Malwarebytes is extending an olive branch to software pirates as it tries to banish bogus licenses from its system.
The company's Amnesty program flags potentially pirated versions of Malwarebytes Anti-Malware Premium, and offers a legitimate year's subscription (normally $25) in exchange. Legitimate users who've been mistakenly flagged as pirates can also ask for a longer subscription--or even a lifetime license--to match their original purchase.
As Malwarebytes CEO Marcin Kleczynski explained in the company's forums, many years ago the company made the mistake of using an insecure licensing key algorithm. This made it easy for pirates to generate their own keys, and for unscrupulous vendors to sell false licenses. As Malwarebytes' user base has grown, this has led to bogus keys overlapping with legitimate ones.
Malwarebytes is now switching to a more secure licensing system, but in the process must deal with all those duplicate keys. The Amnesty program is designed to let legitimate users (and users who thought they were legitimate) request fresh licenses while attempting to convert some pirates in the process. Malwarebytes says the old keys will stop working "after a period of time."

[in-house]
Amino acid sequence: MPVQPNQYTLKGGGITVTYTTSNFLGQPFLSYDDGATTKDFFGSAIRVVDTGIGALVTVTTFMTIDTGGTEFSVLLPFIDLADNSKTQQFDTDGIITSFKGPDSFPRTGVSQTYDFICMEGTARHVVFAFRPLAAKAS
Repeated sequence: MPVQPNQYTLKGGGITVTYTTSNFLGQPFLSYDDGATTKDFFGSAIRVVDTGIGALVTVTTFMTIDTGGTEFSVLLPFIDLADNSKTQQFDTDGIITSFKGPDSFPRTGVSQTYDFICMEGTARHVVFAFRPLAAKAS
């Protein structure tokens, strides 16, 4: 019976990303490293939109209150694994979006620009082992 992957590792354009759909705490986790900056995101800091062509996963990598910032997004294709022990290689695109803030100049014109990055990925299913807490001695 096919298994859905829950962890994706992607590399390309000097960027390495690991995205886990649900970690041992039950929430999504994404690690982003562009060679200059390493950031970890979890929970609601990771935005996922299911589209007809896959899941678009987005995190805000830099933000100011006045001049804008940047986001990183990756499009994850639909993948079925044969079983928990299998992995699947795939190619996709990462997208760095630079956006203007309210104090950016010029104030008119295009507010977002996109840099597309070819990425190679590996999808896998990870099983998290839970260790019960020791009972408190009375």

Some users in Malwarebytes' forums have pointed out that it's entirely possible for pirates to claim that they purchased legitimate copies and to request full lifetime licenses, as the Amnesty system doesn't currently check for proof. However, Klecyznski suggested that the company may start checking some of these claims manually.
Why this matters: Unlike Microsoft's halfhearted appeal to Windows pirates, this isn't merely a marketing ploy. Instead, it's an attempt to erase a longstanding licensing problem and crack down on piracy, all while minimizing the collateral damage. While some users may not appreciate seeing pirates get a free ride, it's better than locking out users who have every intention of paying.